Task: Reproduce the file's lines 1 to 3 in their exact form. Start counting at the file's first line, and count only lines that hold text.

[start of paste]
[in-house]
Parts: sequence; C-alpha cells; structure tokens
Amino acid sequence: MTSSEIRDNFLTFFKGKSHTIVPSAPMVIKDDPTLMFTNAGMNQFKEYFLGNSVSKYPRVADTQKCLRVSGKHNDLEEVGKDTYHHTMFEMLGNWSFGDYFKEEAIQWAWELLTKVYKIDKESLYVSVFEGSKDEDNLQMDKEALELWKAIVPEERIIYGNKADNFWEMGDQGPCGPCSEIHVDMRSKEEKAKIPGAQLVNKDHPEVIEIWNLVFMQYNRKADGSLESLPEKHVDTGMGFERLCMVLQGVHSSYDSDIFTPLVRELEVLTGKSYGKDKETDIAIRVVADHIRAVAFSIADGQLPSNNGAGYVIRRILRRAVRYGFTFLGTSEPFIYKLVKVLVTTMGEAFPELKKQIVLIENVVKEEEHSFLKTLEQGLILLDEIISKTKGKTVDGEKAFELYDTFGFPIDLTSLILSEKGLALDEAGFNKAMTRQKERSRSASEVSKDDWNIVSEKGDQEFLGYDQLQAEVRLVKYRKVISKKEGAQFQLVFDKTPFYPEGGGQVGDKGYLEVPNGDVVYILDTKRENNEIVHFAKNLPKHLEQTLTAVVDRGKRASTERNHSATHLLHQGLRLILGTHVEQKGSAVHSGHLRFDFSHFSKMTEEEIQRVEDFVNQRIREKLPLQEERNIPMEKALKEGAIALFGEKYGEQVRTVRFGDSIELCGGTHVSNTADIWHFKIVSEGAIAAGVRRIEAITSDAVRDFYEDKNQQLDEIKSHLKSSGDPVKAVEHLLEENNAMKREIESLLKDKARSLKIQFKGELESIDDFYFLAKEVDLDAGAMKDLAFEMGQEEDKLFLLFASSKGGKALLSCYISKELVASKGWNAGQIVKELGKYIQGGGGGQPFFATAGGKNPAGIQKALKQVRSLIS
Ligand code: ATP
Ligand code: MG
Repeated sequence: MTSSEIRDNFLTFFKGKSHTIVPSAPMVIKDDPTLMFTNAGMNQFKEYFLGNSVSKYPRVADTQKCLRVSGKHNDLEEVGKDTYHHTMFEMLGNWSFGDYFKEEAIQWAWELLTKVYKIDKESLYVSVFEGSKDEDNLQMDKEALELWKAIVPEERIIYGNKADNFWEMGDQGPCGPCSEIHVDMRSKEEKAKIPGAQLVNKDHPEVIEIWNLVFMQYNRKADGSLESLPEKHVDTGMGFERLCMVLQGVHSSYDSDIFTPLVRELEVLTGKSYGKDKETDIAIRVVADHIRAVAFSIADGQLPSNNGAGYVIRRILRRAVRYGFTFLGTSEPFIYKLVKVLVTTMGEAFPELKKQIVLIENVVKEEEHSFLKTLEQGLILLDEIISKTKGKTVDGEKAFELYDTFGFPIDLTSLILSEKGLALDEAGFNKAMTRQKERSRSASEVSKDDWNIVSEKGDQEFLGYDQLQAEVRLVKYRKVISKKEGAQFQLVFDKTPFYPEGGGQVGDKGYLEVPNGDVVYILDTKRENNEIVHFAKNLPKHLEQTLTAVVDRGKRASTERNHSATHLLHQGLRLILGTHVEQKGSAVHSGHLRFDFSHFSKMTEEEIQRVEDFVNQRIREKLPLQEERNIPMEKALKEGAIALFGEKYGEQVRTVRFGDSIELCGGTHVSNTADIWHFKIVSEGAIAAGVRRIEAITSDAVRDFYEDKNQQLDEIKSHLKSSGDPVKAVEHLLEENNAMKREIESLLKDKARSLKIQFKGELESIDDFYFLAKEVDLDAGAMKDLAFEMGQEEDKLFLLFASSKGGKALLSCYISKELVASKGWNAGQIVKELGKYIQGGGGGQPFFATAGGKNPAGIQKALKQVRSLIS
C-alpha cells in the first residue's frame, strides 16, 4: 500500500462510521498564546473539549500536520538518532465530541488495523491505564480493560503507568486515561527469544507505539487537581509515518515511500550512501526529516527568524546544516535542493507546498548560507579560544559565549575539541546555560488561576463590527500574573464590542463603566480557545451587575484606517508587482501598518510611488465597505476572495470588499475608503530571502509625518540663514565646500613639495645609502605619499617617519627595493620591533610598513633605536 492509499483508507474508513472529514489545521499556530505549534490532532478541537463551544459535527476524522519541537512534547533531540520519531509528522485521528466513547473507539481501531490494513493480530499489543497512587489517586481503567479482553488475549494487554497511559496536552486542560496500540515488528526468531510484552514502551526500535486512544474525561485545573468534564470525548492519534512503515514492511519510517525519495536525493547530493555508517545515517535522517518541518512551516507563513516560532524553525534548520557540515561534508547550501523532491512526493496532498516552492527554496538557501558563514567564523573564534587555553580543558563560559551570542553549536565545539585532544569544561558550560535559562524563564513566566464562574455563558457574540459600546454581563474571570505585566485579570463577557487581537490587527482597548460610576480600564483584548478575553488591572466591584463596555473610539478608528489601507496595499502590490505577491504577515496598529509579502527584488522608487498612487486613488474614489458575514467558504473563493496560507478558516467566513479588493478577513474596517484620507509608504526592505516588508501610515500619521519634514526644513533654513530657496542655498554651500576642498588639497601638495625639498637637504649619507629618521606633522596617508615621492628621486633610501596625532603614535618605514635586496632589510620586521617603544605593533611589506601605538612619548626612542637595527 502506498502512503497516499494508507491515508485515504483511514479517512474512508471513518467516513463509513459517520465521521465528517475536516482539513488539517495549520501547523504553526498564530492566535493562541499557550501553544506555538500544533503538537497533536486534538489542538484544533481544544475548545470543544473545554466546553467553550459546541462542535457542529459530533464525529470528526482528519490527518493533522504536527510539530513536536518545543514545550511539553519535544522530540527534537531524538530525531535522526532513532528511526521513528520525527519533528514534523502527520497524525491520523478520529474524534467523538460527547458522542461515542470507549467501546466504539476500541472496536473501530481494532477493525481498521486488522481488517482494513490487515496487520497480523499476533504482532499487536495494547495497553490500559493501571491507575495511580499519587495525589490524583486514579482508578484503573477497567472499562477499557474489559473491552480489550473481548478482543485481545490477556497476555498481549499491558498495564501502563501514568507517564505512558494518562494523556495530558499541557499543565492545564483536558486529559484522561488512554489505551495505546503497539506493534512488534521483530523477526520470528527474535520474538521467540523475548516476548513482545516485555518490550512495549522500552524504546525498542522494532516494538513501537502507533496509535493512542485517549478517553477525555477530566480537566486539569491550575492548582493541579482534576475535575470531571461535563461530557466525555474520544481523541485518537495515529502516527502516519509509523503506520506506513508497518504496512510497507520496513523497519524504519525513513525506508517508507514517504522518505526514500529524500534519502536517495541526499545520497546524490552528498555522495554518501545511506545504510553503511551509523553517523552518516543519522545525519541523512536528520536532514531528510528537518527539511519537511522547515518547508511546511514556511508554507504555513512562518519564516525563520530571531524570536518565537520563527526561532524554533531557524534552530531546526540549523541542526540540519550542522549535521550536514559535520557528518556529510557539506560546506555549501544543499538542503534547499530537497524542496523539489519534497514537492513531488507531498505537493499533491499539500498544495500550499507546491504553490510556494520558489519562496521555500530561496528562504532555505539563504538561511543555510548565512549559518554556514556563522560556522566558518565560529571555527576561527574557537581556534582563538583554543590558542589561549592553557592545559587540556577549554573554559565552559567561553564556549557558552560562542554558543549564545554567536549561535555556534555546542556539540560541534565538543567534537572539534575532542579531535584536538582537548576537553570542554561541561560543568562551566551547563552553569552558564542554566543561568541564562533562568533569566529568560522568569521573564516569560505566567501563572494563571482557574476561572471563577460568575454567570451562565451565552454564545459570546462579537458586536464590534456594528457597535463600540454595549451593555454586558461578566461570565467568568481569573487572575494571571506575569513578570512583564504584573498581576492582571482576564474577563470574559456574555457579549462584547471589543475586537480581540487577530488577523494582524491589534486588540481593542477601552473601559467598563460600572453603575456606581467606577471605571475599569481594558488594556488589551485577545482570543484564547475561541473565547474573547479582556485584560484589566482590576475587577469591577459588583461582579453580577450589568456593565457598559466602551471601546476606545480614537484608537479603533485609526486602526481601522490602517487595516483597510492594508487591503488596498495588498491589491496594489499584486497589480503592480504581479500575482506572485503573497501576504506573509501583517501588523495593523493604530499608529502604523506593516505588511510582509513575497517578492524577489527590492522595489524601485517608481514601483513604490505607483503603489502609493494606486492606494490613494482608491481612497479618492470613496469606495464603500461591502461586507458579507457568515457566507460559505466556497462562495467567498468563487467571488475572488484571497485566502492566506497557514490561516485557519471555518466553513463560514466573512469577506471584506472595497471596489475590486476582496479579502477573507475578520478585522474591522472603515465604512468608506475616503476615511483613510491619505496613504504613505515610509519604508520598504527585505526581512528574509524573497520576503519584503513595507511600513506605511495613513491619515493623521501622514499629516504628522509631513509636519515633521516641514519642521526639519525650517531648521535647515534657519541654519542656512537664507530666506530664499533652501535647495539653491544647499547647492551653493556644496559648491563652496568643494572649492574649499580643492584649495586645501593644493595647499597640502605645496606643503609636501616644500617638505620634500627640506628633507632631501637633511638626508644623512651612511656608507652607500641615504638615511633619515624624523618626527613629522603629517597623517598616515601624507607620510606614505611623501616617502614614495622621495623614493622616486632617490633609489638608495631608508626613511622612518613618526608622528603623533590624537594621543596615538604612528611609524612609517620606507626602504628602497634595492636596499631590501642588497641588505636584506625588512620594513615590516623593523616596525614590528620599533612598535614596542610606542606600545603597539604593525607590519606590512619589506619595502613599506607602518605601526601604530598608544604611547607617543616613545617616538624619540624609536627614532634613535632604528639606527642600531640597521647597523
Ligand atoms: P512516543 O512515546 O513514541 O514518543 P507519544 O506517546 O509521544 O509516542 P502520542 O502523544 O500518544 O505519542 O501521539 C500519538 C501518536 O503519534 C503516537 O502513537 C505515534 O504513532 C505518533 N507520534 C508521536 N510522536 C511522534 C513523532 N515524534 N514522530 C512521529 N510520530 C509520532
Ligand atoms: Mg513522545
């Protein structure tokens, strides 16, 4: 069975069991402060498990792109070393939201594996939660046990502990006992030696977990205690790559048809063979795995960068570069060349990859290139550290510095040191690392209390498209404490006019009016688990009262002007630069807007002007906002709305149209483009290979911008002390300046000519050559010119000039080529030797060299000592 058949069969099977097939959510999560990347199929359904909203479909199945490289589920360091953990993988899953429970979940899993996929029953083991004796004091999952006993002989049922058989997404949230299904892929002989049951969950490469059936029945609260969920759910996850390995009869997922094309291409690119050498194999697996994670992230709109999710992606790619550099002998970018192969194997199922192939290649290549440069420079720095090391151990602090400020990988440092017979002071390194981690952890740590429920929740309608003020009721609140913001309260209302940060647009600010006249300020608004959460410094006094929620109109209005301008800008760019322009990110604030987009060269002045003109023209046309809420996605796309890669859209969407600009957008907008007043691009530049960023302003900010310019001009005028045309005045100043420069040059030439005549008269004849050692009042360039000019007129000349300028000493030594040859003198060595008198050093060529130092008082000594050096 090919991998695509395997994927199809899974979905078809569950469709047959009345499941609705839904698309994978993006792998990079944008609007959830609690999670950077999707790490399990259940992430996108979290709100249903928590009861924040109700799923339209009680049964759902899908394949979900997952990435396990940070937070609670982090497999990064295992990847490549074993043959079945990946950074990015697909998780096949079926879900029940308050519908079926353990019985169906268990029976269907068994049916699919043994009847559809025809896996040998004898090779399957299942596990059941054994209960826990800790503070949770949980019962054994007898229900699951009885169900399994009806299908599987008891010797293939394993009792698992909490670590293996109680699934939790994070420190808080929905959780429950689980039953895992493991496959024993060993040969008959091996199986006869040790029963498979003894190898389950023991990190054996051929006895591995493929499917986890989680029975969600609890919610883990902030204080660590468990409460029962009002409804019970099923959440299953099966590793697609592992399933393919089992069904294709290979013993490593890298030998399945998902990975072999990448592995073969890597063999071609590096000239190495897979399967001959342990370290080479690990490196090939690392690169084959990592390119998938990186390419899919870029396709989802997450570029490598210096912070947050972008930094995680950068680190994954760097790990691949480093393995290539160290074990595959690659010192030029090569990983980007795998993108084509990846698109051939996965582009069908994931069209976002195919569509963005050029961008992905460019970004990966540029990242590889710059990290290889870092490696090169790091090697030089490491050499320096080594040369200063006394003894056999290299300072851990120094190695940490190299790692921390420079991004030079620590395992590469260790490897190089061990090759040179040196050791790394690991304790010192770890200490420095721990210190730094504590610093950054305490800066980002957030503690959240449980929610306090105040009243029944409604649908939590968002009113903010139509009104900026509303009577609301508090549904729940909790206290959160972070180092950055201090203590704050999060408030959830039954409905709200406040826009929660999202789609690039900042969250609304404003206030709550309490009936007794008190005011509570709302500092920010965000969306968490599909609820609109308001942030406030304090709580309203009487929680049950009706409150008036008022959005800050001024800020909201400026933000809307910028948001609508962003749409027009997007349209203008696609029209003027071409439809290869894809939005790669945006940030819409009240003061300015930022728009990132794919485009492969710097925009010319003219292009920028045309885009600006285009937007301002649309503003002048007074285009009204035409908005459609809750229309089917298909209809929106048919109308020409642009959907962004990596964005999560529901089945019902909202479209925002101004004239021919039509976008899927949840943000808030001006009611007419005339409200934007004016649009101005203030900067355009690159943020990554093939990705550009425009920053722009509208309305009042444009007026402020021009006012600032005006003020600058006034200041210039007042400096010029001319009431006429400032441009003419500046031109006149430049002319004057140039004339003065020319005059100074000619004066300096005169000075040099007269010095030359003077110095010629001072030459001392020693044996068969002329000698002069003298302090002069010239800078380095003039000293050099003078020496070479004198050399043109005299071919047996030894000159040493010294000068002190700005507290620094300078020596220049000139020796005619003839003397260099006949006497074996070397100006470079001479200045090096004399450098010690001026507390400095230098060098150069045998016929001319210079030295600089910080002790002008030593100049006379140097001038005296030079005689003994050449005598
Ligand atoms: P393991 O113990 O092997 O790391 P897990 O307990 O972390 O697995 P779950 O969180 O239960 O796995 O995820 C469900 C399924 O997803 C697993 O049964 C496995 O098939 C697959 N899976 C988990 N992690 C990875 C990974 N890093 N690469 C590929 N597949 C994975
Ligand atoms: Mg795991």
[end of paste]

[in-house]
Parts: sequence; C-alpha cells; structure tokens
Amino acid sequence: MTSSEIRDNFLTFFKGKSHTIVPSAPMVIKDDPTLMFTNAGMNQFKEYFLGNSVSKYPRVADTQKCLRVSGKHNDLEEVGKDTYHHTMFEMLGNWSFGDYFKEEAIQWAWELLTKVYKIDKESLYVSVFEGSKDEDNLQMDKEALELWKAIVPEERIIYGNKADNFWEMGDQGPCGPCSEIHVDMRSKEEKAKIPGAQLVNKDHPEVIEIWNLVFMQYNRKADGSLESLPEKHVDTGMGFERLCMVLQGVHSSYDSDIFTPLVRELEVLTGKSYGKDKETDIAIRVVADHIRAVAFSIADGQLPSNNGAGYVIRRILRRAVRYGFTFLGTSEPFIYKLVKVLVTTMGEAFPELKKQIVLIENVVKEEEHSFLKTLEQGLILLDEIISKTKGKTVDGEKAFELYDTFGFPIDLTSLILSEKGLALDEAGFNKAMTRQKERSRSASEVSKDDWNIVSEKGDQEFLGYDQLQAEVRLVKYRKVISKKEGAQFQLVFDKTPFYPEGGGQVGDKGYLEVPNGDVVYILDTKRENNEIVHFAKNLPKHLEQTLTAVVDRGKRASTERNHSATHLLHQGLRLILGTHVEQKGSAVHSGHLRFDFSHFSKMTEEEIQRVEDFVNQRIREKLPLQEERNIPMEKALKEGAIALFGEKYGEQVRTVRFGDSIELCGGTHVSNTADIWHFKIVSEGAIAAGVRRIEAITSDAVRDFYEDKNQQLDEIKSHLKSSGDPVKAVEHLLEENNAMKREIESLLKDKARSLKIQFKGELESIDDFYFLAKEVDLDAGAMKDLAFEMGQEEDKLFLLFASSKGGKALLSCYISKELVASKGWNAGQIVKELGKYIQGGGGGQPFFATAGGKNPAGIQKALKQVRSLIS